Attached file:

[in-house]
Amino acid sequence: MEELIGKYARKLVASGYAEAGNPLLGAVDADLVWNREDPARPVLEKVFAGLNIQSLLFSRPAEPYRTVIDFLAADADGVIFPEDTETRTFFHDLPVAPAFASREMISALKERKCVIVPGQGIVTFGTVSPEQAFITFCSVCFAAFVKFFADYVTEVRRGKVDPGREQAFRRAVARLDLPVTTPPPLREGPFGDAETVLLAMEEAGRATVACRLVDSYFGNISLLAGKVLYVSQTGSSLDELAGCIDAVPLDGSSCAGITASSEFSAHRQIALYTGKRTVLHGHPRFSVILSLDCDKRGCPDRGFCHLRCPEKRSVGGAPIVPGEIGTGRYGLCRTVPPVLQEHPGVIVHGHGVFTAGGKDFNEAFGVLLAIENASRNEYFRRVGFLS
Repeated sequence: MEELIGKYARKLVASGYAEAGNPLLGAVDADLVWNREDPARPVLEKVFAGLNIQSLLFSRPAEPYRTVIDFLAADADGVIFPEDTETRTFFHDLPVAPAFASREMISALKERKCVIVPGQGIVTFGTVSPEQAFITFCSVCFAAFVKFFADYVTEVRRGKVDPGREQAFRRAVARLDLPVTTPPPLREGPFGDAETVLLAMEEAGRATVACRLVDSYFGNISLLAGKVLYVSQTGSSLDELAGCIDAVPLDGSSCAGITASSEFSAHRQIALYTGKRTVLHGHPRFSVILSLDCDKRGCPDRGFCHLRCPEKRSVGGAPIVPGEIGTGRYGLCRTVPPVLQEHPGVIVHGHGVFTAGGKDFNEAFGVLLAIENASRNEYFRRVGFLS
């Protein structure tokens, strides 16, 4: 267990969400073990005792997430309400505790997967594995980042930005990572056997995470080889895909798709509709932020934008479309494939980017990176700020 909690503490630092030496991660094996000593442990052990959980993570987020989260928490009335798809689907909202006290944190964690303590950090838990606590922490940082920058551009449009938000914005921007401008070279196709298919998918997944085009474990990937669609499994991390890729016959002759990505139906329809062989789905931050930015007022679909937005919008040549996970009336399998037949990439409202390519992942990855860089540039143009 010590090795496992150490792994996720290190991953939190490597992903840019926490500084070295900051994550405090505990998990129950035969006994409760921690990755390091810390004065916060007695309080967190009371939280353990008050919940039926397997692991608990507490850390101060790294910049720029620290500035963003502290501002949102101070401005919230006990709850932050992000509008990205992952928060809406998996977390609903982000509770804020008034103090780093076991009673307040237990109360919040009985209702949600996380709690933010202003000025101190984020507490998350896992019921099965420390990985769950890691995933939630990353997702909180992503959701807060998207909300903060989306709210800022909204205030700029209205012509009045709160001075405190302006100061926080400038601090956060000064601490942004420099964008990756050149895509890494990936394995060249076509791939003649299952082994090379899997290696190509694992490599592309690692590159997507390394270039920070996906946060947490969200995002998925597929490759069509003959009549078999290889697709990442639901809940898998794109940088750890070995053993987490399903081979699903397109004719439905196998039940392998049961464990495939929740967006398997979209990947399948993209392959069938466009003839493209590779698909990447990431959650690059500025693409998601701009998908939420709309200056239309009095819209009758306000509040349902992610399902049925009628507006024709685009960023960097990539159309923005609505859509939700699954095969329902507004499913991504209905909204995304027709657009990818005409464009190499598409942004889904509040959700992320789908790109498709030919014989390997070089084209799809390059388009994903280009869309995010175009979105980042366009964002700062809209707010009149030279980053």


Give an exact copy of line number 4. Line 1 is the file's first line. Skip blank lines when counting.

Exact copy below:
């Protein structure tokens, strides 16, 4: 267990969400073990005792997430309400505790997967594995980042930005990572056997995470080889895909798709509709932020934008479309494939980017990176700020 909690503490630092030496991660094996000593442990052990959980993570987020989260928490009335798809689907909202006290944190964690303590950090838990606590922490940082920058551009449009938000914005921007401008070279196709298919998918997944085009474990990937669609499994991390890729016959002759990505139906329809062989789905931050930015007022679909937005919008040549996970009336399998037949990439409202390519992942990855860089540039143009 010590090795496992150490792994996720290190991953939190490597992903840019926490500084070295900051994550405090505990998990129950035969006994409760921690990755390091810390004065916060007695309080967190009371939280353990008050919940039926397997692991608990507490850390101060790294910049720029620290500035963003502290501002949102101070401005919230006990709850932050992000509008990205992952928060809406998996977390609903982000509770804020008034103090780093076991009673307040237990109360919040009985209702949600996380709690933010202003000025101190984020507490998350896992019921099965420390990985769950890691995933939630990353997702909180992503959701807060998207909300903060989306709210800022909204205030700029209205012509009045709160001075405190302006100061926080400038601090956060000064601490942004420099964008990756050149895509890494990936394995060249076509791939003649299952082994090379899997290696190509694992490599592309690692590159997507390394270039920070996906946060947490969200995002998925597929490759069509003959009549078999290889697709990442639901809940898998794109940088750890070995053993987490399903081979699903397109004719439905196998039940392998049961464990495939929740967006398997979209990947399948993209392959069938466009003839493209590779698909990447990431959650690059500025693409998601701009998908939420709309200056239309009095819209009758306000509040349902992610399902049925009628507006024709685009960023960097990539159309923005609505859509939700699954095969329902507004499913991504209905909204995304027709657009990818005409464009190499598409942004889904509040959700992320789908790109498709030919014989390997070089084209799809390059388009994903280009869309995010175009979105980042366009964002700062809209707010009149030279980053």